The Court of Appeal unanimously dismissed Daiwa’s appeal and upheld the negligence claim. Daiwa then appealed to the Supreme Court arguing that the fraud should be attributed to Singularis as Mr. Al Sanea was its controlling mind and the company’s loss was therefore caused by itself. The Supreme Court upheld the decisions of the lower courts and held that a financial institution owes a Quincecare duty to its customer even in circumstances where the instructions which led to the loss were given by someone as closely connected to the company as Mr. Al Sanea. Daiwa had failed to exercise that duty of care towards Singularis. The Judges said “Any reasonable banker would have realised that there were “many obvious, even glaring, signs that Mr Al Sanea was perpetrating a fraud on the company”. He was clearly using the funds for his own purposes and not for the purpose of benefiting Singularis (para 192). First, Daiwa was well aware of the dire financial straits in which Mr Al Sanea and the Saad group found themselves at the end of May and in early June 2009 (paras 193-196). Second, it was aware that Singularis might have other substantial creditors with an interest in the money (para 197). Third, there was plenty of evidence to put Daiwa on notice that there was something seriously wrong with the way that Mr Al Sanea was operating the Singularis account (para 199). Fourth, it was alive to the possibility that the agreement with the hospital was a front or a cover rather than a genuine obligation (para 200). Fifth, there was a striking contrast between the way in which some payment requests were processed and how the disputed payments were handled (para 201). In short “Everyone recognised that the account needed to be closely monitored … But no one in fact exercised care or caution or monitored the account themselves and no one checked that anyone else was actually doing any exercising or monitoring either” (para 202).” Singularis was a distinct legal entity separate to its directors and shareholders and cannot take responsibility for the actions of human beings unless completely in line with its constitution and articles. It is regarded that the key point related to the fact that the instructions would not have been fraudulent had Singularis not been in financial difficulties, a fact of which Daiwa was unaware. Crucially, the Courts just said that Daiwa should have suspected that Singularis was in financial difficulties and that, if it had, it would have been alert to the potential fraud. It lost the case because it did not suspect where the Courts considered it should have done.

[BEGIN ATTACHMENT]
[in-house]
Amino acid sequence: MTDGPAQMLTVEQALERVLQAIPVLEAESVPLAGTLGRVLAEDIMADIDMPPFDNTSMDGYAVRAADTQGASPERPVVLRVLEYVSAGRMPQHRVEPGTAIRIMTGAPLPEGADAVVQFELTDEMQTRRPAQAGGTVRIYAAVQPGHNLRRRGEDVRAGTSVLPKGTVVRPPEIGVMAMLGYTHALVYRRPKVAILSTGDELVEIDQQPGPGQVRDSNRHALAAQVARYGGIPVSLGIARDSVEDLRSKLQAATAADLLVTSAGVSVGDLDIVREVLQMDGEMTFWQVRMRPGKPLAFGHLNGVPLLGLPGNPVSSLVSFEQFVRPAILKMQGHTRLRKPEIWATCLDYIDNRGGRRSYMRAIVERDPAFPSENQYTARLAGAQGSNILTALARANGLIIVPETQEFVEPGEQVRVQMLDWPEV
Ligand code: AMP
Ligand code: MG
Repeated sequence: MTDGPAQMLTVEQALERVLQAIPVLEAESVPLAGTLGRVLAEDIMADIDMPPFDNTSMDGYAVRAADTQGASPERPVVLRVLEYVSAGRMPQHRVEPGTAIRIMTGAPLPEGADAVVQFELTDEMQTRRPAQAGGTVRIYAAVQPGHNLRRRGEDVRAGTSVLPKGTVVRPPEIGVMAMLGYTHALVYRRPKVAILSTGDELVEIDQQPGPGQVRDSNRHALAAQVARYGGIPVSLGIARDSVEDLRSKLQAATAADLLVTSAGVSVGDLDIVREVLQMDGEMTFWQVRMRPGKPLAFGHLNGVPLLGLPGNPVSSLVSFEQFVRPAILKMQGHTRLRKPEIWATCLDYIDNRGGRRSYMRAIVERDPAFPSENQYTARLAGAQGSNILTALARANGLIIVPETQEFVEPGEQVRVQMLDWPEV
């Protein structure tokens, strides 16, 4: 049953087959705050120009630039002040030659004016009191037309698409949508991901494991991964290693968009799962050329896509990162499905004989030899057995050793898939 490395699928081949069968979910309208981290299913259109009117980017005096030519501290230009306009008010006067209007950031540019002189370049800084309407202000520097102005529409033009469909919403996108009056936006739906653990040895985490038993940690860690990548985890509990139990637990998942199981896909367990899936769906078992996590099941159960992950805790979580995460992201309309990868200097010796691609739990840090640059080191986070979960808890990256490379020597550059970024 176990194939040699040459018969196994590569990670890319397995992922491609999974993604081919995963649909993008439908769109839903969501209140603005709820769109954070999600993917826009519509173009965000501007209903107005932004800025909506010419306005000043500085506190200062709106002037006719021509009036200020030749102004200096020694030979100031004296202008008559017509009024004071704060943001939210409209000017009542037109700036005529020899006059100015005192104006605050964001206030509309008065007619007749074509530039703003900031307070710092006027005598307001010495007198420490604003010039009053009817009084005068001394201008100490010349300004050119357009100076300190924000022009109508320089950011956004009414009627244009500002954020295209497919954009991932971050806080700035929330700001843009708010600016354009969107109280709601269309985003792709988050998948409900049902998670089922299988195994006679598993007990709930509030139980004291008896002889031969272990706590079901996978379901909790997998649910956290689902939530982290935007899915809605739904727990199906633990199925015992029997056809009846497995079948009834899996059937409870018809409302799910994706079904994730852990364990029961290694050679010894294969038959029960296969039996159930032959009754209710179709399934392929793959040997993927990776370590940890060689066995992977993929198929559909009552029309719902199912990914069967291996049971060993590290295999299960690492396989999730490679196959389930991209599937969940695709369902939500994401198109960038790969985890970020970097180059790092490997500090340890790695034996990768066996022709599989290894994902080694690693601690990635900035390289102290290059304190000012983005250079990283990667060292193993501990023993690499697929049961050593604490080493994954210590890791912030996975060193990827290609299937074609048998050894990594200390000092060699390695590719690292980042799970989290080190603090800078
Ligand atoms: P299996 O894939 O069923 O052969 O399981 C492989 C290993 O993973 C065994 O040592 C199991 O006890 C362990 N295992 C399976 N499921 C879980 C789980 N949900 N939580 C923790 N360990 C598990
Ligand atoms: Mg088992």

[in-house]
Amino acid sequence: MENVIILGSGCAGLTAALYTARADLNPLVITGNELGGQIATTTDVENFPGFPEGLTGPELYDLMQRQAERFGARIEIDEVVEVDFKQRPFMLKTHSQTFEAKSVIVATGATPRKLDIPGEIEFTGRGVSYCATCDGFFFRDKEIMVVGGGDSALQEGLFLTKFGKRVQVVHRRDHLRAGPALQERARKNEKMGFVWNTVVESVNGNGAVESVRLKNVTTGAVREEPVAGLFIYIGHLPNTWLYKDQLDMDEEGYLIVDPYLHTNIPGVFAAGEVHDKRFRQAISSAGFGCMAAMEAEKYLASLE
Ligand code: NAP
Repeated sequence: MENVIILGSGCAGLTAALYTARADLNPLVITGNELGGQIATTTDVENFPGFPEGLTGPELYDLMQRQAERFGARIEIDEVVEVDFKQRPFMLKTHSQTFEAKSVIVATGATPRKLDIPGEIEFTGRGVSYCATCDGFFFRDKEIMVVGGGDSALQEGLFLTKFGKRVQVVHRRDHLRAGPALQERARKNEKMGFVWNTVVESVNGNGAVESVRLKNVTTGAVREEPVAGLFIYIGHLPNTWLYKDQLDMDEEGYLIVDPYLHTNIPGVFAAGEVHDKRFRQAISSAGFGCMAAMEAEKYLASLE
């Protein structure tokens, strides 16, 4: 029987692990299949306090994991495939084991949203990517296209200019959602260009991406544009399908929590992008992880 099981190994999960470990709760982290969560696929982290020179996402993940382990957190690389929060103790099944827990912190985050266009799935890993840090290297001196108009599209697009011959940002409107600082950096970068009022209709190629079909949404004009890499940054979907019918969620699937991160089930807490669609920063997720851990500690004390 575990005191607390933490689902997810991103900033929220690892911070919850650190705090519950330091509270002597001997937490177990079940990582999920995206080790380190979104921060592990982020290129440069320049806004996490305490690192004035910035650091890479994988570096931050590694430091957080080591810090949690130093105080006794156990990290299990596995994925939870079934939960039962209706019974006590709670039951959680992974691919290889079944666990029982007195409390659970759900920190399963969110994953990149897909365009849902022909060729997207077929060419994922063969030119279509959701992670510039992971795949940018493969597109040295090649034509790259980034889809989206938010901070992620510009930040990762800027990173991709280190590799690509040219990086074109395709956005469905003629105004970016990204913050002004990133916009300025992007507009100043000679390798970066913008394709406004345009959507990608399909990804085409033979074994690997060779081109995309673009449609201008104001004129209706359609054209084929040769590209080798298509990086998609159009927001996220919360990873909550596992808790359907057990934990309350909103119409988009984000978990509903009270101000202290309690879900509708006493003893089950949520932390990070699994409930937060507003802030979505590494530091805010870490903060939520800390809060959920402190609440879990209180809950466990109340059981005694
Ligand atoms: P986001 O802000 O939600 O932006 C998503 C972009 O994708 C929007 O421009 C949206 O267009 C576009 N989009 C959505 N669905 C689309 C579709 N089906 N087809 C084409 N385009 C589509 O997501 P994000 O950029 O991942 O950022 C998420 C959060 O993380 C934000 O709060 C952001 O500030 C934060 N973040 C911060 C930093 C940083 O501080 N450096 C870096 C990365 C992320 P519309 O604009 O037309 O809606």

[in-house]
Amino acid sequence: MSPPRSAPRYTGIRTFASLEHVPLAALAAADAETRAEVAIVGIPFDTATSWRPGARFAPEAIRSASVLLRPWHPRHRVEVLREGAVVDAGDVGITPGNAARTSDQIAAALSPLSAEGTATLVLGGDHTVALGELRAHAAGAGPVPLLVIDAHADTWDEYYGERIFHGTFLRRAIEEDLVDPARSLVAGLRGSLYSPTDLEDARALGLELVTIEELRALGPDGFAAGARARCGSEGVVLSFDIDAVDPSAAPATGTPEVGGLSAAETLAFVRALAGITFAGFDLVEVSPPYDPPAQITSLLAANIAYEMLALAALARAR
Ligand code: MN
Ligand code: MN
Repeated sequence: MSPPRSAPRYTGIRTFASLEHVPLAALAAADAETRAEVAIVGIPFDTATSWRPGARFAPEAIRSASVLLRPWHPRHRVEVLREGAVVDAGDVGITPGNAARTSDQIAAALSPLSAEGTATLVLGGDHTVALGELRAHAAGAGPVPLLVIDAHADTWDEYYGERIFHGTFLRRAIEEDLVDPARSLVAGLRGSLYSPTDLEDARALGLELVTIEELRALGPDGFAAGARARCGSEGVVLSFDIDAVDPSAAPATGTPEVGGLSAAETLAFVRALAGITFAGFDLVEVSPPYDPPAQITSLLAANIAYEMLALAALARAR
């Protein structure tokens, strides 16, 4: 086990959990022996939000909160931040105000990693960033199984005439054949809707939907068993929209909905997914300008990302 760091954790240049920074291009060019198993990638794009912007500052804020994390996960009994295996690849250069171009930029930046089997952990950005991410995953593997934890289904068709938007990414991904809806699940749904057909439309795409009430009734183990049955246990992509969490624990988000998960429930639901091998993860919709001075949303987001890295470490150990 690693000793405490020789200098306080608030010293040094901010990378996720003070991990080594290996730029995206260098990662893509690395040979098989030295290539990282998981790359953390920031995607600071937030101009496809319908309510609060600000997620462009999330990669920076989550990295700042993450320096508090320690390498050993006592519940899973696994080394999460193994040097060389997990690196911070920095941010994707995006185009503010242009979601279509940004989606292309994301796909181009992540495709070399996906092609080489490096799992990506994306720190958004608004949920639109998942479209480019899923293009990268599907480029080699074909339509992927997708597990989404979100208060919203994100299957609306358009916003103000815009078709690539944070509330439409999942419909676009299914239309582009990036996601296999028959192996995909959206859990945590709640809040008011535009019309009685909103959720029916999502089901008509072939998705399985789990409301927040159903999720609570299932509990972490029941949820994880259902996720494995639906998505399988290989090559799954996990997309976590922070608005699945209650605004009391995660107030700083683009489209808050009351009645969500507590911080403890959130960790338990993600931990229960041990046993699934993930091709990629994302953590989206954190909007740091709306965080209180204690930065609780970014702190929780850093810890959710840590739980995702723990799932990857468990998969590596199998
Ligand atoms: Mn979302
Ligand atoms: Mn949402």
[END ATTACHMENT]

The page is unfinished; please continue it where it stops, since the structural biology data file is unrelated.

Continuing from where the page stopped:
This is the first case where a bank has been found liable for breaching its Quincecare duty of care to its customer. The duty also applies to other entities which may hold assets on behalf of customers and follow payment instructions.

Link to High Court Judgement: Singularis Holdings Ltd v Daiwa Capital Markets Europe Ltd [2017] EWHC 257 (Ch) (16 February 2017)

Link to Court of Appeal Judgement: Singularis Holdings Ltd v Daiwa Capital Markets Europe Ltd [2018] EWCA Civ 84 (01 February 2018)

Link to Supreme Court Judgement: Singularis Holdings Ltd v Daiwa Capital Markets Europe Ltd (Rev 1) [2019] UKSC 50 (30 October 2019)